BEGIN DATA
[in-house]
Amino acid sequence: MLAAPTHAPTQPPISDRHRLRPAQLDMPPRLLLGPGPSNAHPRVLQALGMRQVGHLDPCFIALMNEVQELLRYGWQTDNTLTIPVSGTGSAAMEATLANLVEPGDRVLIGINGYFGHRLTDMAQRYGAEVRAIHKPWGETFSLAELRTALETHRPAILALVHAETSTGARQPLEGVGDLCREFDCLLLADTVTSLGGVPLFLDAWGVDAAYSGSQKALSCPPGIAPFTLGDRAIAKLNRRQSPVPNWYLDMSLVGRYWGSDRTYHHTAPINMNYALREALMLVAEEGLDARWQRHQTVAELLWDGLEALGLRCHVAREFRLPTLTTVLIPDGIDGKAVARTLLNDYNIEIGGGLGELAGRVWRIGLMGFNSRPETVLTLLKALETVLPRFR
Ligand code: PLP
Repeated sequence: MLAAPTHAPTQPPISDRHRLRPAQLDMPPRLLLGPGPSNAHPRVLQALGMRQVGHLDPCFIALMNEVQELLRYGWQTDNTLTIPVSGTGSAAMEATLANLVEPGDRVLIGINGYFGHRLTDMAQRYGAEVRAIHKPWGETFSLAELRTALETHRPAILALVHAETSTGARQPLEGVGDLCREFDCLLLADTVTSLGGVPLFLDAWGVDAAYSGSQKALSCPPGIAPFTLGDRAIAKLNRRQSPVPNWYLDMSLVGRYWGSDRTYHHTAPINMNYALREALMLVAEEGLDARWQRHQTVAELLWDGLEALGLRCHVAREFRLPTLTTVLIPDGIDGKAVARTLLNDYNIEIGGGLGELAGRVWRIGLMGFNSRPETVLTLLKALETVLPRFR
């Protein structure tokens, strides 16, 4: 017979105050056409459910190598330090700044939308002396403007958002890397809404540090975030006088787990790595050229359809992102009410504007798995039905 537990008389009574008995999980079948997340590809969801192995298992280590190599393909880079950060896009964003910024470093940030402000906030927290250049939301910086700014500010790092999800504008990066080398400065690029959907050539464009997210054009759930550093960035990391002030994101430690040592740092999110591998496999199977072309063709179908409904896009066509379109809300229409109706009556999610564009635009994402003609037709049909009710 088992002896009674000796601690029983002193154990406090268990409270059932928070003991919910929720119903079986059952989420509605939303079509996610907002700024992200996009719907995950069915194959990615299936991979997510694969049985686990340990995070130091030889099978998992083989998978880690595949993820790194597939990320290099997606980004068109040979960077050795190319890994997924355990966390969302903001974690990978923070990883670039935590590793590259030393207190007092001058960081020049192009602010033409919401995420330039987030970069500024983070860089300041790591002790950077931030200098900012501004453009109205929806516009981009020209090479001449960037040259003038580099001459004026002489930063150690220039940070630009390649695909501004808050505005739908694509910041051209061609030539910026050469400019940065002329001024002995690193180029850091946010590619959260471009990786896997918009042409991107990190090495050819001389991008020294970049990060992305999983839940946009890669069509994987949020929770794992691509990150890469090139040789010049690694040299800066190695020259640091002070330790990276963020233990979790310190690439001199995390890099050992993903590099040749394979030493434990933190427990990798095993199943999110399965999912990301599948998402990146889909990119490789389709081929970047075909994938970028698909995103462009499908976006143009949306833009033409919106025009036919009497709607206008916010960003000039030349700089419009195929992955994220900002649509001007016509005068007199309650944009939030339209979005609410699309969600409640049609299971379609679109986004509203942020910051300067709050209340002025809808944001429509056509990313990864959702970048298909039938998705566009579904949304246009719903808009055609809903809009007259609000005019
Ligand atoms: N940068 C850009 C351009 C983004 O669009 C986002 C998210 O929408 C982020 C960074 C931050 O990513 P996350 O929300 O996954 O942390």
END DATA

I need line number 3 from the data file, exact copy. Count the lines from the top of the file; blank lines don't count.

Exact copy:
Ligand code: PLP